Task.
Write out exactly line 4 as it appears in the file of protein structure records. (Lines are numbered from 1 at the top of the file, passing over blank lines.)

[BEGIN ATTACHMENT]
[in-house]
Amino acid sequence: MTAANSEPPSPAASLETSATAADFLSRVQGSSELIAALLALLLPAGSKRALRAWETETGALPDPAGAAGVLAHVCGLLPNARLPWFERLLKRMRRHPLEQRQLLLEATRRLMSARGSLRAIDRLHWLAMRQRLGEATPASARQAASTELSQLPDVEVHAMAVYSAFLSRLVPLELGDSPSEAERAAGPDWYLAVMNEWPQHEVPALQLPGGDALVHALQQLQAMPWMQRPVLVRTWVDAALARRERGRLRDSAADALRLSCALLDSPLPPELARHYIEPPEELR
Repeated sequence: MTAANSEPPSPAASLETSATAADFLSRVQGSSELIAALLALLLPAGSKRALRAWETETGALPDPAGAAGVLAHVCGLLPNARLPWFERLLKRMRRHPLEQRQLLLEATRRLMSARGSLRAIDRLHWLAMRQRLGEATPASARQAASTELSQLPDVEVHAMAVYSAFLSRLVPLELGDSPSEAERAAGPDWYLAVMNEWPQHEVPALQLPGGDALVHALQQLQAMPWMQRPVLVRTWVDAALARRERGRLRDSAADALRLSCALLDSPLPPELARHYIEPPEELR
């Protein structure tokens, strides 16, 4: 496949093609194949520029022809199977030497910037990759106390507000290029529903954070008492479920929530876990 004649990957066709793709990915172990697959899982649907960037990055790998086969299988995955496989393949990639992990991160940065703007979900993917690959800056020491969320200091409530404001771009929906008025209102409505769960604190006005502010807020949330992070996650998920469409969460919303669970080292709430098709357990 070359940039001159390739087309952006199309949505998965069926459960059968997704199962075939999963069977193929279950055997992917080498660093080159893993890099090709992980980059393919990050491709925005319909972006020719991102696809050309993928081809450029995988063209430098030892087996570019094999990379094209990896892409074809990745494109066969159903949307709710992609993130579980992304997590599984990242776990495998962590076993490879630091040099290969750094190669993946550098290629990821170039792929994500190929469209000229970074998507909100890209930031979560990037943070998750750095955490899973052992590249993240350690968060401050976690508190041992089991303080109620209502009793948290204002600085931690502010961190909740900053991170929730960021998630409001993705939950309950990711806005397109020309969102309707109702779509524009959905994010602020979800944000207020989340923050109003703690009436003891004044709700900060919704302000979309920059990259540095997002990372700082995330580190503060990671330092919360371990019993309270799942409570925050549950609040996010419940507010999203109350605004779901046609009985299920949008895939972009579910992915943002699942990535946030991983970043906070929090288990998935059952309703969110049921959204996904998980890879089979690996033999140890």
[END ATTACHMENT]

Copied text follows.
């Protein structure tokens, strides 16, 4: 496949093609194949520029022809199977030497910037990759106390507000290029529903954070008492479920929530876990 004649990957066709793709990915172990697959899982649907960037990055790998086969299988995955496989393949990639992990991160940065703007979900993917690959800056020491969320200091409530404001771009929906008025209102409505769960604190006005502010807020949330992070996650998920469409969460919303669970080292709430098709357990 070359940039001159390739087309952006199309949505998965069926459960059968997704199962075939999963069977193929279950055997992917080498660093080159893993890099090709992980980059393919990050491709925005319909972006020719991102696809050309993928081809450029995988063209430098030892087996570019094999990379094209990896892409074809990745494109066969159903949307709710992609993130579980992304997590599984990242776990495998962590076993490879630091040099290969750094190669993946550098290629990821170039792929994500190929469209000229970074998507909100890209930031979560990037943070998750750095955490899973052992590249993240350690968060401050976690508190041992089991303080109620209502009793948290204002600085931690502010961190909740900053991170929730960021998630409001993705939950309950990711806005397109020309969102309707109702779509524009959905994010602020979800944000207020989340923050109003703690009436003891004044709700900060919704302000979309920059990259540095997002990372700082995330580190503060990671330092919360371990019993309270799942409570925050549950609040996010419940507010999203109350605004779901046609009985299920949008895939972009579910992915943002699942990535946030991983970043906070929090288990998935059952309703969110049921959204996904998980890879089979690996033999140890």